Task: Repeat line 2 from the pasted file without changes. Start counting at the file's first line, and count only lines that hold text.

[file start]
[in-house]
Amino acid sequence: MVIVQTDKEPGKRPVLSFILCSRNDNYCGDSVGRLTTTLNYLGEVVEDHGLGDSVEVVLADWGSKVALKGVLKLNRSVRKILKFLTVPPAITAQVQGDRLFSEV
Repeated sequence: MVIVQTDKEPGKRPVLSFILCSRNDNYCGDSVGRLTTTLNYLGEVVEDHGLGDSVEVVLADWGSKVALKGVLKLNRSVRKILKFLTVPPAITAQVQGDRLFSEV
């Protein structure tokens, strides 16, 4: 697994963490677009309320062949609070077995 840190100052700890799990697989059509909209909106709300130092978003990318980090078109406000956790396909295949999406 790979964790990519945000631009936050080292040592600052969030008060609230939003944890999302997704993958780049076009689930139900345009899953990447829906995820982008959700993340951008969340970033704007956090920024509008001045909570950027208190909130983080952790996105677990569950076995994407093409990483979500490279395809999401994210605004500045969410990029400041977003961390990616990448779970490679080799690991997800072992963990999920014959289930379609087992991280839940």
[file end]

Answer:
Amino acid sequence: MVIVQTDKEPGKRPVLSFILCSRNDNYCGDSVGRLTTTLNYLGEVVEDHGLGDSVEVVLADWGSKVALKGVLKLNRSVRKILKFLTVPPAITAQVQGDRLFSEV